In Anne Bradstreet's poem "Upon the Burning of Our House," the speaker says, "sound of fire and fire, / Let no man know is my Desire." Is fire her desire?Here is the first stanza of the poem. ...
In Anne Bradstreet's poem "Upon the Burning of Our House," the speaker says, "sound of fire and fire, / Let no man know is my Desire." Is fire her desire?
Here is the first stanza of the poem.
In silent night when rest I took,
For sorrow neer I did not look,
I waken'd was with thundring nois
And Piteous shreiks of dreadfull voice.
That fearfull sound of fire and fire,
Let no man know is my Desire.
I, starting up, the light did spye,
And to my God my heart did cry
To strengthen me in my Distresse
And not to leave me succourlesse.
Then coming out beheld a space,
The flame consume my dwelling place.
"Upon the Burning of Our House," also titled "Here Follows Some Verses upon the Burning of Our House July 10, 1666," is a true account of one night when Bradstreet lost her home, including a library of 800 books. Fire is not her desire. It is what fire represents. For Bradstreet, fire is a reference to Luke 12:49, "I have come to bring fire on the earth, and how I wish it were already kindled!" This is a message from Christ about his second coming.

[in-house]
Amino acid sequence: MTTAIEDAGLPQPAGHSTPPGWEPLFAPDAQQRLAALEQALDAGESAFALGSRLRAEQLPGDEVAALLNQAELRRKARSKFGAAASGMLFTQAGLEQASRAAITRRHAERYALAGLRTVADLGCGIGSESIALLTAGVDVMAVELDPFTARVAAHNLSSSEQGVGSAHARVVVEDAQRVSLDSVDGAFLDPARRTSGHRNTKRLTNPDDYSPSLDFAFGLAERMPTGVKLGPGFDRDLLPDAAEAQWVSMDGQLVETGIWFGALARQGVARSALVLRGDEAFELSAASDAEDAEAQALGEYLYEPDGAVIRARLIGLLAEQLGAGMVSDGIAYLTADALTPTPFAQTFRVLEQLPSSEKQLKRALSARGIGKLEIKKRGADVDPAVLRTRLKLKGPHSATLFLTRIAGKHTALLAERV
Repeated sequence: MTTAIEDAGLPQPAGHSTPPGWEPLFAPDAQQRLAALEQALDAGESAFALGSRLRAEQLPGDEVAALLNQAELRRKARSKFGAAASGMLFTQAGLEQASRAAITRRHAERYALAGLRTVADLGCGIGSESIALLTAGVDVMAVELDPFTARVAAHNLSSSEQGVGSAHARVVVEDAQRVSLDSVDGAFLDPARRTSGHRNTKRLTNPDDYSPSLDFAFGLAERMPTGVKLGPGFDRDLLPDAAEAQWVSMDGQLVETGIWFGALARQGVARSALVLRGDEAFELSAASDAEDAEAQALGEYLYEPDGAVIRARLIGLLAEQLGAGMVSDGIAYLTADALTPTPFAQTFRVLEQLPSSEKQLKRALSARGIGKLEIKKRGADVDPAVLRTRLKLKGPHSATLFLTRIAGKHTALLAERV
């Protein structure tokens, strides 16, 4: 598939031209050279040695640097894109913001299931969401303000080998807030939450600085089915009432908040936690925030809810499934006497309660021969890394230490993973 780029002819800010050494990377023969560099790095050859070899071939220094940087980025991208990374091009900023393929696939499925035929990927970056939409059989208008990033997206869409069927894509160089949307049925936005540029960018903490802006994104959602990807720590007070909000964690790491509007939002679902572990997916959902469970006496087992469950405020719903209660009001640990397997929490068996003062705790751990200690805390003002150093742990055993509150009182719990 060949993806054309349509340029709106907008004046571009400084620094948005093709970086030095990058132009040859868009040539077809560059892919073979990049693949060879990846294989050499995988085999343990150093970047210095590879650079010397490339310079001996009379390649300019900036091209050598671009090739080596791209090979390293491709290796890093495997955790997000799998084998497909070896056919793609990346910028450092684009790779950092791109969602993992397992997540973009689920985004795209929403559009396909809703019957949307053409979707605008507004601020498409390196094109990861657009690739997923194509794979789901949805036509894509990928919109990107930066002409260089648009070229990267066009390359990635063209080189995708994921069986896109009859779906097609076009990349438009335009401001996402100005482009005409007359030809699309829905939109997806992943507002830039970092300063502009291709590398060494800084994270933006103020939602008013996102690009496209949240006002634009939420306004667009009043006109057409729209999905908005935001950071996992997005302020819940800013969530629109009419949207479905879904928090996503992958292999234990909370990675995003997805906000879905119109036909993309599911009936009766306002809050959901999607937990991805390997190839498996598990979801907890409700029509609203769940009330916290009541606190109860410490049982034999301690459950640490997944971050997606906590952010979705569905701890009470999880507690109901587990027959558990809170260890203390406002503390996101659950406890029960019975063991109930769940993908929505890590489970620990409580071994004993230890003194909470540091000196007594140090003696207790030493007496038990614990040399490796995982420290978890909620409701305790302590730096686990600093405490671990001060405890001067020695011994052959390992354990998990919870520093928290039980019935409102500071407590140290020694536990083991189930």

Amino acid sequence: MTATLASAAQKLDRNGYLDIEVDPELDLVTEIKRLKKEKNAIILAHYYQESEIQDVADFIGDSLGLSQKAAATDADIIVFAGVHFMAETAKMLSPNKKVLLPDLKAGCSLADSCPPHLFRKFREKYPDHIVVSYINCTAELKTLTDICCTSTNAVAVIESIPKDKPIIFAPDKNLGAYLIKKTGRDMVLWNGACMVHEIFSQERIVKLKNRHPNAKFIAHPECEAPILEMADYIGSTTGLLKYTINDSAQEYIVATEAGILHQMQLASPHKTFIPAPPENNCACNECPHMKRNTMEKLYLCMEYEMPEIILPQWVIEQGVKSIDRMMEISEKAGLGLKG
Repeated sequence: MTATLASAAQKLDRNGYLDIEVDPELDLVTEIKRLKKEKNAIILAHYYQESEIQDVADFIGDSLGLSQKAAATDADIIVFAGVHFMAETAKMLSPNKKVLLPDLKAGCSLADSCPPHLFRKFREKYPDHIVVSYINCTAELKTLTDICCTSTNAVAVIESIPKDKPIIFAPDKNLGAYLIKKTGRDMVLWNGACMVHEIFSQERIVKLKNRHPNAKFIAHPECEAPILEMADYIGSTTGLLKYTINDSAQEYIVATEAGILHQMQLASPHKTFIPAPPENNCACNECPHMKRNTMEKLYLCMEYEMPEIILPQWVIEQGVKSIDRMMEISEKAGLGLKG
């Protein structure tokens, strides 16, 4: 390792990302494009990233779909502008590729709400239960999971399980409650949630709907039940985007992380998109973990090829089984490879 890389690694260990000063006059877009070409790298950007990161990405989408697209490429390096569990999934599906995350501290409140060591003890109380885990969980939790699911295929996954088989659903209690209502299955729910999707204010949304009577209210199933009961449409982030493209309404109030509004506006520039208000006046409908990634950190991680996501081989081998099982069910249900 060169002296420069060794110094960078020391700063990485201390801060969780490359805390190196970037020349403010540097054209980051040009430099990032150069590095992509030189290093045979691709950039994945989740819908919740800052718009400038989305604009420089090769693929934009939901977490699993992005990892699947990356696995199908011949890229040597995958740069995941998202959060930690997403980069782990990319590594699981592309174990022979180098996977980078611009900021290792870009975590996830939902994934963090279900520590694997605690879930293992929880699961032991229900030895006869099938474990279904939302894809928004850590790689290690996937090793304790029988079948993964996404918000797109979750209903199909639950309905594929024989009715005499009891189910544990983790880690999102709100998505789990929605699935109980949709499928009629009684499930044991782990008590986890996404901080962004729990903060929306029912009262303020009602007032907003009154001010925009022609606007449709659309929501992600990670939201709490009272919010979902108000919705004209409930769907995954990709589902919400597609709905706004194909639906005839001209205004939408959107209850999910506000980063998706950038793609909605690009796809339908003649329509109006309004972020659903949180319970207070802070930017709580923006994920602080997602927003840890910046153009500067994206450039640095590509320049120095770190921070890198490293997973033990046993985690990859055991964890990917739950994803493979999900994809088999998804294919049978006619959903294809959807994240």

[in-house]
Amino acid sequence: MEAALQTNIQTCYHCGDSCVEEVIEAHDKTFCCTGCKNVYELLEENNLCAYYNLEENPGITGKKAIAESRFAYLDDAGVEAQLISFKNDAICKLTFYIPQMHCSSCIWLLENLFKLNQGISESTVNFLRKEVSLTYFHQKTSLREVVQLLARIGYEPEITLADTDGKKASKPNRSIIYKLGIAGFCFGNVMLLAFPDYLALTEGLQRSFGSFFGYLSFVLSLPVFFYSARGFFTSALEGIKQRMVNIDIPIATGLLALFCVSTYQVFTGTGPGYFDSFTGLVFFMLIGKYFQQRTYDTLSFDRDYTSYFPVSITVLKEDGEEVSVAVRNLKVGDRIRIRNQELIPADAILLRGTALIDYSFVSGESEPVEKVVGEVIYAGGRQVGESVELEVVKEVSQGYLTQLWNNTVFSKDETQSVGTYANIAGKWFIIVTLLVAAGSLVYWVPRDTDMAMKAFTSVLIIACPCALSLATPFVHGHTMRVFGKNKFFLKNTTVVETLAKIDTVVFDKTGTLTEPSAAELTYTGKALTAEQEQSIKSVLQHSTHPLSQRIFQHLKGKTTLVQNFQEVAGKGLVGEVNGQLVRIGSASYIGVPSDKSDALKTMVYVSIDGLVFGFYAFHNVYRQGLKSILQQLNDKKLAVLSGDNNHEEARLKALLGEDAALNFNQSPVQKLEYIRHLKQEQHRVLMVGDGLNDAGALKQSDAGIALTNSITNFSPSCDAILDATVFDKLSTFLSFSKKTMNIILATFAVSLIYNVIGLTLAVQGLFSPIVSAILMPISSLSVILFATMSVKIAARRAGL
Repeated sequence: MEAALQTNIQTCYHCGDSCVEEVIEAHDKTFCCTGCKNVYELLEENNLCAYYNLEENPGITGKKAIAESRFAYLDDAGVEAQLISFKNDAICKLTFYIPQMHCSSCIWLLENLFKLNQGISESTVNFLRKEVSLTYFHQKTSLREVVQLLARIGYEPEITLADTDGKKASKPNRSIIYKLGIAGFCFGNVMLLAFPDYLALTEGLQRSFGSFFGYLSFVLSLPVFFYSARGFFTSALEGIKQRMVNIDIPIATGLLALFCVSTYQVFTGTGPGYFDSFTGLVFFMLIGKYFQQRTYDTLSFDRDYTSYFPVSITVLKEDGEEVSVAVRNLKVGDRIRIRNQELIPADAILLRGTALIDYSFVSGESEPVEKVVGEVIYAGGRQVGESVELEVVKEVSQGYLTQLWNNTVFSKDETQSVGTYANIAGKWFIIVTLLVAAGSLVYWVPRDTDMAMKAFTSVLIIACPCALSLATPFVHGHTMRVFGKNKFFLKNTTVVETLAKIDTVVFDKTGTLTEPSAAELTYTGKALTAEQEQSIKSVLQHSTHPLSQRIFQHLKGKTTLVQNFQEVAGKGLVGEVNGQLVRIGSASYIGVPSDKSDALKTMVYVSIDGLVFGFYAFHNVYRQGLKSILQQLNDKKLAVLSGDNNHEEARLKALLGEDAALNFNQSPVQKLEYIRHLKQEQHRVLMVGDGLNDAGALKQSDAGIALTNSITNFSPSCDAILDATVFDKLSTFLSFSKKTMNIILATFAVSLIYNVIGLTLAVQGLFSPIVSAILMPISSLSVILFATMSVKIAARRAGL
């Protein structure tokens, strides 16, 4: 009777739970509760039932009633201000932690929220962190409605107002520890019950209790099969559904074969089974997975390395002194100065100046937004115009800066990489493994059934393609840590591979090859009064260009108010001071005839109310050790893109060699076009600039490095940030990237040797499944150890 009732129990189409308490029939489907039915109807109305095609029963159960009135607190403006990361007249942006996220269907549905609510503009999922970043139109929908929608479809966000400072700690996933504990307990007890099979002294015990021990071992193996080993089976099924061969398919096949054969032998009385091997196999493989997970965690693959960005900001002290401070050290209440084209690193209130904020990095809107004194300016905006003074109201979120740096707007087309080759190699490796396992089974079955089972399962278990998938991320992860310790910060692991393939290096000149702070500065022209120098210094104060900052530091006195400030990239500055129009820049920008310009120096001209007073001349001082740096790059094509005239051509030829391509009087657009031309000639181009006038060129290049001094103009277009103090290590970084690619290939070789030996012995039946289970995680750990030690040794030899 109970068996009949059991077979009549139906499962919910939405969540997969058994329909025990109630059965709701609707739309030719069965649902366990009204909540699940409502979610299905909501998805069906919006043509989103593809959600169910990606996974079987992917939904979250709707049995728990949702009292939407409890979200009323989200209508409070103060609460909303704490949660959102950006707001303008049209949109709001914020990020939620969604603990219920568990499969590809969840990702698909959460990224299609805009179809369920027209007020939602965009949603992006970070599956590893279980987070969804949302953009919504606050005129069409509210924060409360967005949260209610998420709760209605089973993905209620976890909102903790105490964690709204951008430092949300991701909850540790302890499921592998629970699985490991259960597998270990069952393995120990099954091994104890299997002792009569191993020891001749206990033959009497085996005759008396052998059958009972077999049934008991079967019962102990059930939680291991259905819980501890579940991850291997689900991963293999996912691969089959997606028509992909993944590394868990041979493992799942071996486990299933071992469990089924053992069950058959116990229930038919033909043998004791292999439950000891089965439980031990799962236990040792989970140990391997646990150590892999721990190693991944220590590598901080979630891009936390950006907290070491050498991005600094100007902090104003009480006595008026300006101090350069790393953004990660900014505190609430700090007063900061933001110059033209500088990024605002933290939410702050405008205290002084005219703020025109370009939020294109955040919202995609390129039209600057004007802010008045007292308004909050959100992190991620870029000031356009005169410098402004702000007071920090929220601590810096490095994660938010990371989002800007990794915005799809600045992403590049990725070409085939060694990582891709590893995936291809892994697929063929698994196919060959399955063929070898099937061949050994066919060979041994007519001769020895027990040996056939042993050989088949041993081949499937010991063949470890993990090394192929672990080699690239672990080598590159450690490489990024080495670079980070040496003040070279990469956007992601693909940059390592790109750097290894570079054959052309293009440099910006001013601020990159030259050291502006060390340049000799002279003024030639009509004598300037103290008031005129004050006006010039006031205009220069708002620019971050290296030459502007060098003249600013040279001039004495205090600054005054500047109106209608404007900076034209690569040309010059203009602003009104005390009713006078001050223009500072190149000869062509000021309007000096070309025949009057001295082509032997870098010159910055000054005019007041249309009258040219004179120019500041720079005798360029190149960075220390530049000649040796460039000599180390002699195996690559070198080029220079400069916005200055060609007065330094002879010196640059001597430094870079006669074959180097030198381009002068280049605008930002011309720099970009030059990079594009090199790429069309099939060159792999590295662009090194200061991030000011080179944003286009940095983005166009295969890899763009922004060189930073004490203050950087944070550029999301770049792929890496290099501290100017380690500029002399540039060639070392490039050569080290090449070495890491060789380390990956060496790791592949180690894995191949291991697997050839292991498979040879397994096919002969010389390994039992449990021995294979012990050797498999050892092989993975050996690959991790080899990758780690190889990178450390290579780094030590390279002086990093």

Fire represents the link between this world and heaven. When the fire destroys all her possessions, Bradstreet reminds herself these earthly goods are nothing compared to the treasure that lies above in heaven. So, fire is a link to Christ, a reminder of the difference between earth and heaven, and in order to deal with the loss, Bradstreet must look at the fire with blind faith; it is an act of God and must be part of a divine plan.
She will mourn the loss of her possessions but recognizes they are ephemeral when compared with the permanence of heaven. As she sees it, only God can know ("Let no man know") the extent of her faith.